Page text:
The five-domains update

Sea state

Two Australian frigates sailed to the waters off Guam to take part in Exercise Pacific Vanguard. HMA Ships Arunta and Stuart joined eight naval vessels from Japan, South Korea and the US and more than 1,500 personnel to practise naval operations, including combined manoeuvres, surface warfare, anti-submarine warfare and replenishment at sea. The quadrilateral activities aim to enhance cooperation and strengthen the position of the US and its allies in the western Pacific.

Ships and aircraft from the UK, US and Norway conducted maritime security missions last week in part of Russia’s exclusive economic zone in the Barents Sea. It was the first time since the 1990s that such activity happened without cooperation from the Russian Navy. The exercises aim to promote freedom of access and navigation in the international waters north of Russia’s Arctic coast. Russia’s northern fleet operates out of the Barents Sea, and as global warming opens up new sea lanes this maritime region will become increasingly important.

Flight path

The Defence Department has announced a $1.1 billion infrastructure upgrade of Royal Australian Air Force Base Tindal as part of a broader $8 billion package for developing northern Australia. Defence Minister Linda Reynolds said the upgrade, which includes airfield improvements and fuel storage,  ‘will further enhance Defence air combat capability and our engagement with allies and other nations through the conduct of joint exercises’.

The US will hold its first full-scale dogfight competition featuring AI-operated tactical fighter aircraft in October 2022. A virtual dogfight simulation held in August demonstrated the ability of AI algorithms to defeat human fighter pilots. Mark Lewis, Director of Defense Research and Engineering for Modernization at the US Department of Defense, said he doesn’t believe human pilots will be replaced, but rather sees ‘their effectiveness being enhanced by cooperation with artificial intelligence systems’.

Rapid fire

The US is withdrawing 2,200 of its 5,200 troops in Iraq by the end of the month, following President Donald Trump’s negotiations with Iraqi Prime Minister Mustafa al-Kadhimi. The number of US personnel stationed in Afghanistan will also be halved by November, as the Afghan government and the Taliban begin peace talks to officially end the country’s 19-year war. It’s thought the withdrawals could be an attempt by Trump to bring American soldiers home ahead of the US presidential election, but the decision’s implications in Iraq, Afghanistan and countries such as Syria are still unclear.

German Defence Minister Annegret Kramp-Karrenbauer will consider introducing the feminine form of military titles in the country’s defence force. Military ranks take the masculine form in German and using the feminine would involve adding the suffix ‘-in’ to ‘Leutnant’, for example. The army has resisted such changes despite women now constituting up to 12% of its personnel, a number that’s risen steadily since 2001 when Germany first opened combat roles to women. Some women soldiers have come out against the proposed change, saying it would exacerbate differences between genders rather than promote equality.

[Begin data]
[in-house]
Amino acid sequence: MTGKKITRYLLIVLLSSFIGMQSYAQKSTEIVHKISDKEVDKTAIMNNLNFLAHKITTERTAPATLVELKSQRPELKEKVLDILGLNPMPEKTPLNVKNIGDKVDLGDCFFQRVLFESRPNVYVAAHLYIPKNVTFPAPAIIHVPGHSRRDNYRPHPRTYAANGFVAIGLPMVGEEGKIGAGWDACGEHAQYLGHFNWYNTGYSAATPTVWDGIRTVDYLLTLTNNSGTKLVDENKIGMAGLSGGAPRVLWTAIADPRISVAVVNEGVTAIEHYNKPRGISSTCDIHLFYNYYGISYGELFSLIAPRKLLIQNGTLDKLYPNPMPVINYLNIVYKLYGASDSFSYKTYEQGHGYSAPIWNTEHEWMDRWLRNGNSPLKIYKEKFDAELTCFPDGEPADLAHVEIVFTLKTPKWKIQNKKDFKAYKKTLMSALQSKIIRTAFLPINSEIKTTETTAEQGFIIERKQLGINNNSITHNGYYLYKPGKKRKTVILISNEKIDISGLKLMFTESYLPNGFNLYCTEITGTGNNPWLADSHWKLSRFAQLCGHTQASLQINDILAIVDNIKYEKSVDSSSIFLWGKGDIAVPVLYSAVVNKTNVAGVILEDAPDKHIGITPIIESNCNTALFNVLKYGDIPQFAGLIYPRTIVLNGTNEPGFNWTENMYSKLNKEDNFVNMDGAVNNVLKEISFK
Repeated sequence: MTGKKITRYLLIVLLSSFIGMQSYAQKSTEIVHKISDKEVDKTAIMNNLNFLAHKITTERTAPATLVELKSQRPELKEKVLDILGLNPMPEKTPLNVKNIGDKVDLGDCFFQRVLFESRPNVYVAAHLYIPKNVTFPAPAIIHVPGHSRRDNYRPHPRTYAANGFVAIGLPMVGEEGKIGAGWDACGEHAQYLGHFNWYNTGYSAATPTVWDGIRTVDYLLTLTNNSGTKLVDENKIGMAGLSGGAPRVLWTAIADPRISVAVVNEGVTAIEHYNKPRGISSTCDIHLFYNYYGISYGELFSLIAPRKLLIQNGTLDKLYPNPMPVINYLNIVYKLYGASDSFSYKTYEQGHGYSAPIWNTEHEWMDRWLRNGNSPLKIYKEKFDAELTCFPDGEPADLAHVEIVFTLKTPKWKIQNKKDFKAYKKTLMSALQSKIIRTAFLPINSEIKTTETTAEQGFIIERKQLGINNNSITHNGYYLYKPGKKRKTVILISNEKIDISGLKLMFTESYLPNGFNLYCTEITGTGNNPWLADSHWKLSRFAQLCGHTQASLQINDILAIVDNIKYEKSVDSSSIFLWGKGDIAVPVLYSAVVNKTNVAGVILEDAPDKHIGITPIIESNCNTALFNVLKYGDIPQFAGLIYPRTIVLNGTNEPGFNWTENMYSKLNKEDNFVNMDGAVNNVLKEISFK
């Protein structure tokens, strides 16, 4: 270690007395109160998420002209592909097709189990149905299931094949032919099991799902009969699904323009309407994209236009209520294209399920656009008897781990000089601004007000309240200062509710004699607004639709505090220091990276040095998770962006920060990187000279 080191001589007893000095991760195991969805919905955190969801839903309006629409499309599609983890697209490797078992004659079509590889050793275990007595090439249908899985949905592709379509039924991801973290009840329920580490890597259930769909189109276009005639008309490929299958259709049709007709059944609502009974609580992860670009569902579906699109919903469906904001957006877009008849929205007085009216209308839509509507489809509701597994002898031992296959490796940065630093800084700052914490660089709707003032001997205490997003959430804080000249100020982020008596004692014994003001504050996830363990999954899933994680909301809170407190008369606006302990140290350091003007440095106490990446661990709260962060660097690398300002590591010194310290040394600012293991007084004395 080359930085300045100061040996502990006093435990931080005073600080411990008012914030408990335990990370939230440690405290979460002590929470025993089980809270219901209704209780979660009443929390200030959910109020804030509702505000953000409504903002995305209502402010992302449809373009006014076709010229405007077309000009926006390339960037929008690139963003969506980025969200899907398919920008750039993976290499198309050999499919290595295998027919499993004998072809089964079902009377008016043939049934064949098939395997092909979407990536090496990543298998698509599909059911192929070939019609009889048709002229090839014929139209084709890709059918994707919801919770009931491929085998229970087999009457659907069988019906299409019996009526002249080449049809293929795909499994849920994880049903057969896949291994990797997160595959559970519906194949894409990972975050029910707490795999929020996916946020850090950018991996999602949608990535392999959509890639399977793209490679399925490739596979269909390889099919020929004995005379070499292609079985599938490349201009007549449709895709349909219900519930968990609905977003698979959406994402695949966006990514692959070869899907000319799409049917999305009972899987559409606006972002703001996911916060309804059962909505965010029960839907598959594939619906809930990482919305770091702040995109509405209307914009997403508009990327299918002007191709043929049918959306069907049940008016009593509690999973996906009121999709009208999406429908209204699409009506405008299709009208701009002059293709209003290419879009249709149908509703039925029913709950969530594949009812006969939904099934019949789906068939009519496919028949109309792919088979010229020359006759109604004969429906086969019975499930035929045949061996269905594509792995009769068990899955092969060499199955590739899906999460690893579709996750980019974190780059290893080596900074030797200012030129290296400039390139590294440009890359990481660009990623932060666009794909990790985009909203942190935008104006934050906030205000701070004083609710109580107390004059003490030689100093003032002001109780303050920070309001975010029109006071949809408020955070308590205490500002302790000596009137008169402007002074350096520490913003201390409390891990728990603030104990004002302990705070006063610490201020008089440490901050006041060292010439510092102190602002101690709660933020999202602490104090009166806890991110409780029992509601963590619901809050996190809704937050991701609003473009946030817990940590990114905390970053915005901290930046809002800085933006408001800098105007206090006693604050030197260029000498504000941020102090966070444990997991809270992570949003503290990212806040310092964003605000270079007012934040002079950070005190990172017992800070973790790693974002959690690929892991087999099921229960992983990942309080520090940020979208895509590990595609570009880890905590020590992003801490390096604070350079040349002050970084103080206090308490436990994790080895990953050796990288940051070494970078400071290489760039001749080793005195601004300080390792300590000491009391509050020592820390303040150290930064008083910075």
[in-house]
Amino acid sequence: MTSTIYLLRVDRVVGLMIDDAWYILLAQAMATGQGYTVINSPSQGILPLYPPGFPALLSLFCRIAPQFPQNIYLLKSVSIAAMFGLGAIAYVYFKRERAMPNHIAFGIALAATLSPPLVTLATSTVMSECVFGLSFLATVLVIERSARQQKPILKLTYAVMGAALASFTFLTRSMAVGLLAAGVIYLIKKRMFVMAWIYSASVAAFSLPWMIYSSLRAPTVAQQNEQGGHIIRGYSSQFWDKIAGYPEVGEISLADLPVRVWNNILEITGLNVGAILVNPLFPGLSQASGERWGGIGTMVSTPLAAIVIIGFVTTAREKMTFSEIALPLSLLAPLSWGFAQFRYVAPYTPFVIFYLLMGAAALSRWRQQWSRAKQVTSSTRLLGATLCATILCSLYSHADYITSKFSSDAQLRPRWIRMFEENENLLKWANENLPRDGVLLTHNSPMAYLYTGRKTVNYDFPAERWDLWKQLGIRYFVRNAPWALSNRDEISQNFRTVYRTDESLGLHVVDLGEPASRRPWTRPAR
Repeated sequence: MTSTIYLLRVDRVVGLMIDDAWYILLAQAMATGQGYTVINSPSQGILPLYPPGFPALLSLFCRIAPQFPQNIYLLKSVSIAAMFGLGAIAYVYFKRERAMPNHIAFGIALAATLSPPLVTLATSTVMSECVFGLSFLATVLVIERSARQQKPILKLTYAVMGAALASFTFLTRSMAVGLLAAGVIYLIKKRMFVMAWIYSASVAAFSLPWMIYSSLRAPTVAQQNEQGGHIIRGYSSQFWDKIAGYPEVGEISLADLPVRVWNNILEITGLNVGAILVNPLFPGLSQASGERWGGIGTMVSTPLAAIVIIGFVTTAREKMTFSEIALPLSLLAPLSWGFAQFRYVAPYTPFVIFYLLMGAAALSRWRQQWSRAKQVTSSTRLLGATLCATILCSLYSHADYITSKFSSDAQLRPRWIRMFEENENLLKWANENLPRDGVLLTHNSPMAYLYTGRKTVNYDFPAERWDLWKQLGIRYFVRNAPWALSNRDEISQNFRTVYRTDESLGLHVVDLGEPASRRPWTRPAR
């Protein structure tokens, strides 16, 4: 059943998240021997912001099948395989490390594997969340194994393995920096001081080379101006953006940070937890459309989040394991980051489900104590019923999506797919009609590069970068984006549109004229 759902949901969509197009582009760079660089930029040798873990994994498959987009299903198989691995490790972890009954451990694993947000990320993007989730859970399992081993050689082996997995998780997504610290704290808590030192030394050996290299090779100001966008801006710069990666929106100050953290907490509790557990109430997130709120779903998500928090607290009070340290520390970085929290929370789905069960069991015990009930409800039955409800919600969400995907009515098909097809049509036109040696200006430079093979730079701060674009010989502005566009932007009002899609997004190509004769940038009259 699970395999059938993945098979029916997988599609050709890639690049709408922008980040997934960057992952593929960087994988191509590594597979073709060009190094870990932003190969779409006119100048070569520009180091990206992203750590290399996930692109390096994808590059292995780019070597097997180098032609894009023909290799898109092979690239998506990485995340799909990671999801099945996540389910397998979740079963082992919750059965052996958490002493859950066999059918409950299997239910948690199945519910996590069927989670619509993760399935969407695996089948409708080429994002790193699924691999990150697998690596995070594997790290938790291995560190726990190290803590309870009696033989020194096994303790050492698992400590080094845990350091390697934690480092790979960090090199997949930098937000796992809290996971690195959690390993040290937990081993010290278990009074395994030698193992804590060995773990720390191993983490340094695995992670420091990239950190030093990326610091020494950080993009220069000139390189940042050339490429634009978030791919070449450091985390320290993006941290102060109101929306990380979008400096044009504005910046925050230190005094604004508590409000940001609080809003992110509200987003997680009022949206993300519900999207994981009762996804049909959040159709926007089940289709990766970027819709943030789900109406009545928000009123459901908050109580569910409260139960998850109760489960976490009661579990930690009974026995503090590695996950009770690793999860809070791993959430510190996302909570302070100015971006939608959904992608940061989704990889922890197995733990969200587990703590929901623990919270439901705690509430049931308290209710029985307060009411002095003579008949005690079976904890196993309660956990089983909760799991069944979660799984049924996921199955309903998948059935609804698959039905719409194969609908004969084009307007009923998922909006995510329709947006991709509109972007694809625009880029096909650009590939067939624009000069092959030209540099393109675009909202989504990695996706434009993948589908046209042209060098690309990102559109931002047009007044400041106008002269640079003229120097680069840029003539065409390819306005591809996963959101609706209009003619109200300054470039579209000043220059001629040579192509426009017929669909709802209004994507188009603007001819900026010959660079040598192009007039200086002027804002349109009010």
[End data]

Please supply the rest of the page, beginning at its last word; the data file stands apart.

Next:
Final frontier

State media reports that China has successfully tested an experimental reusable space plane. US space surveillance noticed the spacecraft apparently releasing an object before it descended back to earth. Secrecy has obscured details about the mission, but a Chinese military source suggested to the South China Morning Post that the spacecraft was similar to the US X-37B space plane. The lack of publicity given to the test could point to the craft having a military purpose.

NASA is offering to purchase lunar soil from private companies to stimulate the extraction of space resources. The solicitation will be competitive and not restricted to US companies. NASA administrator Jim Bridenstine says the agency is ‘trying to prove the concept that resources can be extracted, and they can be traded’ among individuals, companies and countries. Lunar materials will also be key to NASA’s Artemis program, which plans to develop a sustained human presence on the moon and prepare for future missions to Mars.

Wired watchtower

Zhenhua Data, a Chinese company with links to the country’s military and intelligence services, has compiled a database of more than 2.4 million people, including 35,000 Australians, that’s been leaked to the media. Known as the ‘Overseas Key Individuals Database’, it contains profiles of public figures with biographical information collated mainly from open sources. While there are differing assessments of the database’s value, it shines fresh light on the Chinese government’s long-established efforts ‘to expand the country’s ability to harvest vast amounts of data for strategic purposes’.

Microsoft has reported that the same Russian military intelligence unit that targeted the Democratic National Committee in 2016 is now focused on ‘campaign staff members, consultants and think tanks associated with both Democrats and Republicans’. Hackers have sought to access accounts and emails, but there’s no evidence yet that any of the most recent attempts have been successful. The findings from Microsoft are in line with statements from US agencies warning that Russian, Chinese and Iranian hackers have been seeking to interfere in the US election.